Technology should make us more productive, e.g. able to respond to situations from a distance. (Consider how much easier it has become to discuss things with a colleagues, since the invention of the cellphone.)
Increased productivity should mean that people get time off and are able to do the things important to them. But it now also means that they're able to work very long hours. This correlates with a high unemployment rate, which suggests that the fear of being fired translates into working another person's job, for little or no pay.
The evidence is that the USA's relatively free market approach to employment practices is failing the workers. Is there a simple solution? Of course not. But some guaranteed conditions would be nice, like four weeks' annual leave.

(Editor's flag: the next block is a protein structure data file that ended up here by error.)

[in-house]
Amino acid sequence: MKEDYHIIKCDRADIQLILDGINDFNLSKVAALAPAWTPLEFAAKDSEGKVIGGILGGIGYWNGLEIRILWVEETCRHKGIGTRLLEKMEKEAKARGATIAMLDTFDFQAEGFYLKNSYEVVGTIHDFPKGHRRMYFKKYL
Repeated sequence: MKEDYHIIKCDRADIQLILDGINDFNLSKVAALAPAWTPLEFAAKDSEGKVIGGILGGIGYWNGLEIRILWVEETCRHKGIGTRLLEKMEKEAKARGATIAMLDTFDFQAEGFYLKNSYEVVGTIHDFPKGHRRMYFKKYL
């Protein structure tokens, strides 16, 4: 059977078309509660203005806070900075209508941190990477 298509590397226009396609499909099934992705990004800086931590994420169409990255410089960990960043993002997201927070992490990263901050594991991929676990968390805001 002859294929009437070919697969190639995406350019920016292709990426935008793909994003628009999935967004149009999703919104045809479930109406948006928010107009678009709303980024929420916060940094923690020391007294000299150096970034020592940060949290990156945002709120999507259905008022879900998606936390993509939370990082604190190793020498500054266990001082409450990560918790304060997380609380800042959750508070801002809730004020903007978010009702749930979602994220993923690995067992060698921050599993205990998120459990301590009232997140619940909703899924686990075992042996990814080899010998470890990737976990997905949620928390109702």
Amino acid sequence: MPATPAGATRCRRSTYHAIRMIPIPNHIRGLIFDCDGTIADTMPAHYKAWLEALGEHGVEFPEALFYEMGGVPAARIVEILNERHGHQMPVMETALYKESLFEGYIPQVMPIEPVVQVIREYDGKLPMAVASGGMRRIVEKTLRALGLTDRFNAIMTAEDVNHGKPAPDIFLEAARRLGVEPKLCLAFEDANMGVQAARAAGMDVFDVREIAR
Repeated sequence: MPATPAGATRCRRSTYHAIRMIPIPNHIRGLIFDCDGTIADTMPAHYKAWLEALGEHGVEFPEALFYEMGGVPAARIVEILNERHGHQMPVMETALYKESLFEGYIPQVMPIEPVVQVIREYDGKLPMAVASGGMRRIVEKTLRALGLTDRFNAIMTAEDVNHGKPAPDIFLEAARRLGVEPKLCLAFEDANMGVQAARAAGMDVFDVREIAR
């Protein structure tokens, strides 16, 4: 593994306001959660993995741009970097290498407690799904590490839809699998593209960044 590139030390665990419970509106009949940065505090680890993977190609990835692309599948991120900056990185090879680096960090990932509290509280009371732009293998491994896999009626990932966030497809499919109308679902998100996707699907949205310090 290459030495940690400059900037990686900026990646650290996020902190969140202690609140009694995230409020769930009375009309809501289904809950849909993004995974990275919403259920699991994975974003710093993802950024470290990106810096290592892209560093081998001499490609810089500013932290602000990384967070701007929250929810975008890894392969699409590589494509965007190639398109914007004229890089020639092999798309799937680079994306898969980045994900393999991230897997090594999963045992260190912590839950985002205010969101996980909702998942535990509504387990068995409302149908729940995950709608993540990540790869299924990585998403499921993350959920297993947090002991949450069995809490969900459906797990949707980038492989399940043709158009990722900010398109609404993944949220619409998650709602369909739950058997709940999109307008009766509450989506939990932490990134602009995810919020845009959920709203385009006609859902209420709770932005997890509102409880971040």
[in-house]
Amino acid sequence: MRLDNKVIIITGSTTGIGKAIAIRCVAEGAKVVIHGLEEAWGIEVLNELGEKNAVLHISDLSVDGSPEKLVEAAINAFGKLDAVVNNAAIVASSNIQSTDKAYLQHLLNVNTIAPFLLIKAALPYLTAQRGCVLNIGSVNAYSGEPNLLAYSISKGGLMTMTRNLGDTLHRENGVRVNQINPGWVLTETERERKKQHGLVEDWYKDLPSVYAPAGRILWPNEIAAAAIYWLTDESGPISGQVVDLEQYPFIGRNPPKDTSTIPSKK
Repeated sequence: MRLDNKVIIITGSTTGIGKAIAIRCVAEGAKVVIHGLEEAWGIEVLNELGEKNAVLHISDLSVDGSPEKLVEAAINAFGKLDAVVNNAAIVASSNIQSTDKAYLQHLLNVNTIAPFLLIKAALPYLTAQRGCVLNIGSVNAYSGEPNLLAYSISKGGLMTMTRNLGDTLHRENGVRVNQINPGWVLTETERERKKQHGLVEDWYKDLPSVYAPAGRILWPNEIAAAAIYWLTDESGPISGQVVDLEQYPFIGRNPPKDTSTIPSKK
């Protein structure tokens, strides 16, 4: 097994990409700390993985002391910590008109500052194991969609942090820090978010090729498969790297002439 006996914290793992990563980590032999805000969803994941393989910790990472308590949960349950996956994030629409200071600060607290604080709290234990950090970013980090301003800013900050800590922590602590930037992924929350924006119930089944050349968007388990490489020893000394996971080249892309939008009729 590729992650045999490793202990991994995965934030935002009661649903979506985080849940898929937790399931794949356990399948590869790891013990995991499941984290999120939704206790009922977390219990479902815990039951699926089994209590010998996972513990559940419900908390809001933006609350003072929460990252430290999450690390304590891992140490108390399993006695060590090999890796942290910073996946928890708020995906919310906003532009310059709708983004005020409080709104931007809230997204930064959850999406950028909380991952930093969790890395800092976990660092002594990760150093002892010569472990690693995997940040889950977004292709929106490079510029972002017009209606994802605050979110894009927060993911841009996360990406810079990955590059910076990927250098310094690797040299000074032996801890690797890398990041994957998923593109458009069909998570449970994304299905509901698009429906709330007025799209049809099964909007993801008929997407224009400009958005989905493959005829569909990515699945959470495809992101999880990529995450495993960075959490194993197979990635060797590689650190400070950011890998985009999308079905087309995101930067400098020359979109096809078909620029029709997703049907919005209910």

It must be possible to make it uneconomical to penalise people for taking leave: if anyone loses or leaves their job when they are owed guaranteed leave (e.g. more than a few weeks' leave), or accumulates more than a certain amount of leave (e.g. two years'), then they receive a proportional payment e.g. triple time. You'd have to find a way to make sure this didn't just push people to become casuals and contractors. Not too hard: e.g. if you work more than 160 hours in a month for a given employer, you start accruing leave benefits. Yes, increased regulation would make it more expensive to hire people --- but only for employers who were expecting to exploit their employees.
My scheme is simplistic, but it aims to push a failing system in the right direction. There needs to be some momentum to help employees obtain a payoff from increased productivity, because at the moment they aren't getting it.